What's your Motivation?

A parent came to the last Student Education Planning meeting of the year with me years ago. He asked me what I have been teaching his child for the year. I started to talk to him about the curriculum we had gone over and he smiled and stopped me. He said, "My child comes home everyday and I ask what was learned at school today and everyday the reply is, nothing." He went on to tell me that he knows that I taught him something because his child loved going to school and he appreciated what I had done for his child. He joked with me about how children are and that he felt his child had learned more than he was letting on.

I was reminded of this story as I read David Warlick's blog about the responsibility of learners. He talks about how we need to have a purpose to want to learn and there are three components to education we need to look at. 

My team was talking about the levels of students during our first year flexible grouping the students for Math and Language. Mark had noted that the middle group of students have the ability to be in the upper group except they are not motivated to do so. They understand the work, they get it done when we ask, they do the bare minimum and no more, and are the first to get out of the class when it is time. The lower and upper group does all their work, they stay in a little longer to get more help, they try to do more than is expected and they show improvement. So the difference between the top and the middle is how motivated the student is.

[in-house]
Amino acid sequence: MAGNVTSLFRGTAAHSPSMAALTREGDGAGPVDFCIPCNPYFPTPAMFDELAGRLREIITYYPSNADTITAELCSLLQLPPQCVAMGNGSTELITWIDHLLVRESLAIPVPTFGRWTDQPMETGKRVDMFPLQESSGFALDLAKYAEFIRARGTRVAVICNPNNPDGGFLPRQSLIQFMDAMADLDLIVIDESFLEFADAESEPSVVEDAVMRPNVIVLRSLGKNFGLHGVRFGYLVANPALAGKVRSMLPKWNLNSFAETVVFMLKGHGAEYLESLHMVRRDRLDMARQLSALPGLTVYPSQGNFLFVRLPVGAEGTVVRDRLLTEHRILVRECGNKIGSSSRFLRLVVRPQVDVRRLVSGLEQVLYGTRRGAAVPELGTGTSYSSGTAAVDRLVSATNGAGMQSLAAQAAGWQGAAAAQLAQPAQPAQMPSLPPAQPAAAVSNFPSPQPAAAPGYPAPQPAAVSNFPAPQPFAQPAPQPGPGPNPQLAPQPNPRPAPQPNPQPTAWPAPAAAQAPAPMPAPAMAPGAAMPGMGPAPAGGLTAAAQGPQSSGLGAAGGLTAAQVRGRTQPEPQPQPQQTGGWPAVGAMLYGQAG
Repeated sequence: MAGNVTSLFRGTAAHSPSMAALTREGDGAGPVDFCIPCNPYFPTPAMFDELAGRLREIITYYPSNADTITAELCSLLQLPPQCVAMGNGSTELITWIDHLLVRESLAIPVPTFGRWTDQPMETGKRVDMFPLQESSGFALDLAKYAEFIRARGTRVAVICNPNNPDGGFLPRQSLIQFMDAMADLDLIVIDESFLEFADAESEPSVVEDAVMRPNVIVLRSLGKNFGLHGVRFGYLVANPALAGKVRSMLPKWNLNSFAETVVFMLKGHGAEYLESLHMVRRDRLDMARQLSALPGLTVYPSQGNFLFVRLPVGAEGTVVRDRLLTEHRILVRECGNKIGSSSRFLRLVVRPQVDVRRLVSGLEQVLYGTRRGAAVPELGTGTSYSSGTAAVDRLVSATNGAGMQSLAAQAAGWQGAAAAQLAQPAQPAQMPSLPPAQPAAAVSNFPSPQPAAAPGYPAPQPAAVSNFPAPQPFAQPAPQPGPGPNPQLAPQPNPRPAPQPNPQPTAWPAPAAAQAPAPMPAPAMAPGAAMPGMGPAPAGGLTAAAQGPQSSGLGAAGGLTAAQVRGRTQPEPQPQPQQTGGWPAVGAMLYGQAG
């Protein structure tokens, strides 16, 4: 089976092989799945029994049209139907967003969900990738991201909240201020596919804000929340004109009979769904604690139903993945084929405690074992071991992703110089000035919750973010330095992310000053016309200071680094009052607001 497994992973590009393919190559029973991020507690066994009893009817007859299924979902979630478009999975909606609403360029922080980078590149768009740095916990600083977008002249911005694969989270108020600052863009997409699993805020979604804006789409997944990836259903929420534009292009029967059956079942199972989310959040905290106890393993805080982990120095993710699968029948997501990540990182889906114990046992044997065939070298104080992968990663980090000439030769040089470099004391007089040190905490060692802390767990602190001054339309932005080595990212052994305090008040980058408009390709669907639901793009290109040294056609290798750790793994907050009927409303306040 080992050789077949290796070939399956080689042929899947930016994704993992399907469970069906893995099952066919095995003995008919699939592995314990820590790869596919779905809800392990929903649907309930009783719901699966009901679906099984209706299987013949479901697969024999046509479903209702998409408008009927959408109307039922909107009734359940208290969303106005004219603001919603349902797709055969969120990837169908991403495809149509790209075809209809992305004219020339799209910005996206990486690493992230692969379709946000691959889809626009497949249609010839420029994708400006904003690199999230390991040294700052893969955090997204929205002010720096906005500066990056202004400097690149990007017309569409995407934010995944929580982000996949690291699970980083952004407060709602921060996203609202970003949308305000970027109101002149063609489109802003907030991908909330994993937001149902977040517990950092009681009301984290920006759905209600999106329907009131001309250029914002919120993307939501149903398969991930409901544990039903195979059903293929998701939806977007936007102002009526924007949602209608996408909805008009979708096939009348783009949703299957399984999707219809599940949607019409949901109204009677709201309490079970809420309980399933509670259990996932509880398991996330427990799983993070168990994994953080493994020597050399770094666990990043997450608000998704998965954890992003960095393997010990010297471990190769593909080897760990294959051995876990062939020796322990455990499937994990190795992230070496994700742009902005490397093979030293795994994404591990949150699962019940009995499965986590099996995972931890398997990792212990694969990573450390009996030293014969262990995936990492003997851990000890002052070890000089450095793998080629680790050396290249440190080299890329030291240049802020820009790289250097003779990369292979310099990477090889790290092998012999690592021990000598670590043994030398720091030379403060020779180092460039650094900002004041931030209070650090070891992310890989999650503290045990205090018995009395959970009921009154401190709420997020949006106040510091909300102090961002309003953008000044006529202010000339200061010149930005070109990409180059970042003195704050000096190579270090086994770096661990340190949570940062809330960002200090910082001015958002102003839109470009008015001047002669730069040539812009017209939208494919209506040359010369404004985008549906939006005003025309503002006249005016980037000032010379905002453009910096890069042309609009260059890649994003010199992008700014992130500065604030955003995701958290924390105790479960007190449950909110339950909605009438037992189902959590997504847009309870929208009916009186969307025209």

As I look at these experiences, they are telling me that we need to motivate the middle group. How? I am working on that, but they need to have ownership and a need to do the work. They need to see that it is a benefit to them and will be in their life. Part of the motivation should come from the use of technology in the classroom. This has brought motivation to a few students and brought them to life in our classrooms.

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